Friday 19 January 2018

Undercover lover - Is it ever OK to read a partner's text messages?

Features writer Katie Byrne
Features writer Katie Byrne
Katie Byrne

Katie Byrne

Lingerie model, TV presenter and self-proclaimed "secret psycho" Kelly Brook recently admitted to reading her new boyfriend Jeremy Parisi's text messages.

"I like to be ahead of the game," she told a British redtop. "So when I met my boyfriend, I got the password to his phone early." Open sesame!

Unfortunately there were even more codes to crack when she hacked into the mainframe: Jeremy is French and most of the text messages were in his native tongue.

Luckily our super-sleuth was undeterred: she simply sent screenshots of the messages to her French-speaking cousin and asked her to translate them. In case you're wondering, there was nothing to worry about.

Kelly isn't the first celebrity to admit to snooping on her partner. Comedian Chelsea Handler also channels Jessica Fletcher from time to time. She says so in her recent show Chelsea Does Marriage.

The revelation comes during one of those contrived scenes in which a group of tell-it-like-it-is semi-celebs sit in a strangely deserted restaurant and engage in a boozy post-watershed debate.

There are flashes of authenticity - if you can overlook the Botox bunny lines, the obnoxiously white veneers and the full camera crew...

Anyway, one of Chelsea's dining companions is a Jewish comedy actor whose face everybody recognises but whose name nobody knows.

He's joined by his wife, Jenny. They strike me as one of those couples who have little in common save for a ravenous sex life.

Jenny has plenty in common with Chelsea, though. When the comedian admits that she snoops on her boyfriends, Jenny just nods her head emphatically and grins.

I can remember a time - and it wasn't that long ago - when this subject was unmentionable. Couples may have snooped on one another, but they didn't admit to it so readily - and they certainly didn't defend it so nonchalantly.

Of course, we're now living in an Orwellian world in which personal privacy is disintegrating. Data mining, selfie-posting and those sinister blue ticks on WhatsApp have slowly yet stealthily infringed upon our personal boundaries. Meanwhile, relationship snooping is imperceptibly becoming the new normal. If the NSA can read your text messages, well then so can bloody I!

Chelsea and Jenny go on to use the well-trodden 'if you have nothing to hide...' argument to defend their actions.

This angle always unnerves me. It suggests that the right to privacy and the need for boundaries is some bizarre new-age fetish.

More to the point, it doesn't differentiate between having nothing to hide and having something that you may not like to share. Some people are quite happy to converge into a single cloud of digital consciousness, but others would prefer to keep themselves to themselves.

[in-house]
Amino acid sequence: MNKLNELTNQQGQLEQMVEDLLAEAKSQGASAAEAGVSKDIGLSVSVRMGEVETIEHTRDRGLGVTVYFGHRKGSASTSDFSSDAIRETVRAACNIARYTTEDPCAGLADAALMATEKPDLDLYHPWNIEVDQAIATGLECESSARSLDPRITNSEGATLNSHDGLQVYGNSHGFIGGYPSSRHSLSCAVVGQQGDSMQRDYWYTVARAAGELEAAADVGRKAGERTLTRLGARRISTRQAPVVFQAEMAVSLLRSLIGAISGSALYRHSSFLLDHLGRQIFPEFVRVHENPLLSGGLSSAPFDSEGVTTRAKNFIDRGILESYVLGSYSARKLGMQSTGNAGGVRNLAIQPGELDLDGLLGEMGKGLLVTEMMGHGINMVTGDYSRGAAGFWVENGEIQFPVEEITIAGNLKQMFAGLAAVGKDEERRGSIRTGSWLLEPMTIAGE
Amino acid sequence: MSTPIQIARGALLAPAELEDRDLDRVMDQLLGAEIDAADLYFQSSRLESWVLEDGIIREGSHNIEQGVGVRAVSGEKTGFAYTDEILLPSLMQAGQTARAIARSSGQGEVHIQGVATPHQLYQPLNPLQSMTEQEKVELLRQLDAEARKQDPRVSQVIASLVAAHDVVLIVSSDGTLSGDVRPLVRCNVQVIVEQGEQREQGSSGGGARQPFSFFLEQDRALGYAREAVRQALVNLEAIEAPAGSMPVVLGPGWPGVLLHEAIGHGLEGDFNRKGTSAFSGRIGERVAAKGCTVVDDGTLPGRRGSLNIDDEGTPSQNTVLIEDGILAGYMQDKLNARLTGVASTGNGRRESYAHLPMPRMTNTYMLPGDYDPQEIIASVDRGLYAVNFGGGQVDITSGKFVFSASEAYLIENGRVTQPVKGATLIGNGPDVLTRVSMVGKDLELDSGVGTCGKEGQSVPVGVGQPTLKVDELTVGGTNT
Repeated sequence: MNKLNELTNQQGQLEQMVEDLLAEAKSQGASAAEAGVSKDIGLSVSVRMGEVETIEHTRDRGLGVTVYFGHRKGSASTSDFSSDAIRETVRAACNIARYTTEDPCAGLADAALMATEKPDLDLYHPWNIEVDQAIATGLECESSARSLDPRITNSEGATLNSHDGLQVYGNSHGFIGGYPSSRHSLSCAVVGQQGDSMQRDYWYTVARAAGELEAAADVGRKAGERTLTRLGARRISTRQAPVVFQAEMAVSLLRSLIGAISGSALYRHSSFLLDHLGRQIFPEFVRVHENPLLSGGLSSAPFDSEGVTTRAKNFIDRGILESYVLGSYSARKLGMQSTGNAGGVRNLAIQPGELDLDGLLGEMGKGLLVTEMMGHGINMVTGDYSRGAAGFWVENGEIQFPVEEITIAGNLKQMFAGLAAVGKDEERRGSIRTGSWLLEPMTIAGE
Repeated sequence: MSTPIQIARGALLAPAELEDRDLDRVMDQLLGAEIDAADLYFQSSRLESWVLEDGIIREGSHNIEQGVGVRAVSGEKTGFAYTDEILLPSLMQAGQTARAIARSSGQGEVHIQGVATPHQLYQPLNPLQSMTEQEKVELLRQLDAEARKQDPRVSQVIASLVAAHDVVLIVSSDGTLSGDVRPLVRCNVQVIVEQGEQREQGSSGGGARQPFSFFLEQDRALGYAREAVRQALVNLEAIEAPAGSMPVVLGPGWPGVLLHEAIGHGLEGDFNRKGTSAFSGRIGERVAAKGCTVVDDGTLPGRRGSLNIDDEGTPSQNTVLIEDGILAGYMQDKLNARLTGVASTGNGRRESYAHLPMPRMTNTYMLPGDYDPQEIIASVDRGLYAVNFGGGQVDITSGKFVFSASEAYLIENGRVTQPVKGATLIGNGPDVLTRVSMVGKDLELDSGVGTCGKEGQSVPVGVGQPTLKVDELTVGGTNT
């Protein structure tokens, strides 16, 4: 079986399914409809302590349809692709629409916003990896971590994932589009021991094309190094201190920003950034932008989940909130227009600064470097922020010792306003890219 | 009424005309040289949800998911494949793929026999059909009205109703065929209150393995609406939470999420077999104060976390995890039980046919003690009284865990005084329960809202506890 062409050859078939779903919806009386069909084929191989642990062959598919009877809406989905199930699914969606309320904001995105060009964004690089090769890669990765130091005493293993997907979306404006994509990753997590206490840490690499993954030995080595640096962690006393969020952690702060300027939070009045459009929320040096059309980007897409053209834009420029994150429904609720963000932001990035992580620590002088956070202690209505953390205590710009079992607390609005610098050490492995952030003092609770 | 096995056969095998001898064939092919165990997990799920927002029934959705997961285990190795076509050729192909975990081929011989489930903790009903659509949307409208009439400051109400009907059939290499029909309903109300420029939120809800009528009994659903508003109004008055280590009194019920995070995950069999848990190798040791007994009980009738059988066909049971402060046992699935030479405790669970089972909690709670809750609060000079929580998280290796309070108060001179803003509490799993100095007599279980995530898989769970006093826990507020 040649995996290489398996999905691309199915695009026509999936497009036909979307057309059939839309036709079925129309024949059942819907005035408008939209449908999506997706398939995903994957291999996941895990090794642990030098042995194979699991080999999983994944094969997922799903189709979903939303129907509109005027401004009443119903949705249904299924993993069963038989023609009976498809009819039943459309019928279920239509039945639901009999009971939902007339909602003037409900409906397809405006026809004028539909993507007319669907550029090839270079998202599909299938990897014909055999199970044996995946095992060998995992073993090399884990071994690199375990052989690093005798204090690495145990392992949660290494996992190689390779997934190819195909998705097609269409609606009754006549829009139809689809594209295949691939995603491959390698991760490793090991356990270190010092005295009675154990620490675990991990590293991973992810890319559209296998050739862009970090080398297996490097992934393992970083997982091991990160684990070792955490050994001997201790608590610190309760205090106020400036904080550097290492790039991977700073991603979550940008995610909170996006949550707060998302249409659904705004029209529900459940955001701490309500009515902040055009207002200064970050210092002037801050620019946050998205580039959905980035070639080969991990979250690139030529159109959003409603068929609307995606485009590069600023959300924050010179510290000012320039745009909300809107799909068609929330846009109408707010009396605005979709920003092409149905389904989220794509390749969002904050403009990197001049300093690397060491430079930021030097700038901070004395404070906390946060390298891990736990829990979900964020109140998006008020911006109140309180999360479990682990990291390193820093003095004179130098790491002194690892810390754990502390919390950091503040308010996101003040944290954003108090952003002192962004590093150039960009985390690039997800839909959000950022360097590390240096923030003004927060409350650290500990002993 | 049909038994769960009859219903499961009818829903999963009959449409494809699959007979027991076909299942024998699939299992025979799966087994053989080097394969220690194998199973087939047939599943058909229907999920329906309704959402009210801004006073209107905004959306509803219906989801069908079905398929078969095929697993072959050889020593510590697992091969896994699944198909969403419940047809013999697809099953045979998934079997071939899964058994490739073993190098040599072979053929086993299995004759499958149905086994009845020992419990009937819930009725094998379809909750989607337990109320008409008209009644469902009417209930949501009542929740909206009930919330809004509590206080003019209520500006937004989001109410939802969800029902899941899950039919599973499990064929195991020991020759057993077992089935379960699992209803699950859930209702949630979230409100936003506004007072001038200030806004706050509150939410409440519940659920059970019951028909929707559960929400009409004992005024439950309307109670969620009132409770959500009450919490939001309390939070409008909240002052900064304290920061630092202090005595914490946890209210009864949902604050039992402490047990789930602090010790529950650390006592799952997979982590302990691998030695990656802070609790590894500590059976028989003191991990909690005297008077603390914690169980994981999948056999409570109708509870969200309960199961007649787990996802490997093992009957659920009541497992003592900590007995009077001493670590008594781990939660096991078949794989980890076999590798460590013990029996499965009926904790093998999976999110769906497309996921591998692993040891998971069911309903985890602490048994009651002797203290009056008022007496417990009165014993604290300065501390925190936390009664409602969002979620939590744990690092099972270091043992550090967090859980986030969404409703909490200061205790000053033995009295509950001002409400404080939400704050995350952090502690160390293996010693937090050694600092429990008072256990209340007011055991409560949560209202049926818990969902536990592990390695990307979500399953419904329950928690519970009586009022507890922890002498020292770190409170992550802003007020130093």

We seem to forget that privacy is a fundamental human right. Without it we don't have autonomy and without autonomy we don't have identity.

We also ought to remember that relationship snooping erodes identity from the inside too. When you suspect that somebody is reading your text messages, you begin to write them with another reader in mind. It's like spreading a veneer over your very sense of self.

But we tell each other everything! Tell him how many lovers you've really had then. Or tell her about the sneaky wad you have stashed away for a flutter at the Galway Races.

There are no secrets in this relationship! Yes, except for the fact that you secretly read his text messages when he is in the shower.

The irony is that the couples who crave sado-masochistic self-disclosure are generally the couples who have the most to hide.

The real issue is trust, or lack thereof. Chelsea admits that she has trust issues. Kelly said she became twice shy after discovering explicit text messages on ex-boyfriend Danny Cipriani's phone (she seems to have a thing for men with names like Jackie Collins characters).

Their paranoia is to be expected, but it's not excusable. If you have trust issues, it's in everyone's best interest that you sort them out. Otherwise you're just dragging a rickety old suitcase full of issues from relationship to relationship.

Read a self-development book before you consider a spyware app. Get a therapist before you consider hiring a PI. Do something - anything - before you start rummaging around his sock drawer.

It's no life when you're constantly poised between attack and defence, just as it's unhealthy to endure the fight-or-flight response every time you hear the ping of your partner's phone.

Your suspicions may prove to be right... or wrong. It doesn't really matter. If you don't have trust in a relationship, well then it's not a relationship at all.

Irish Independent

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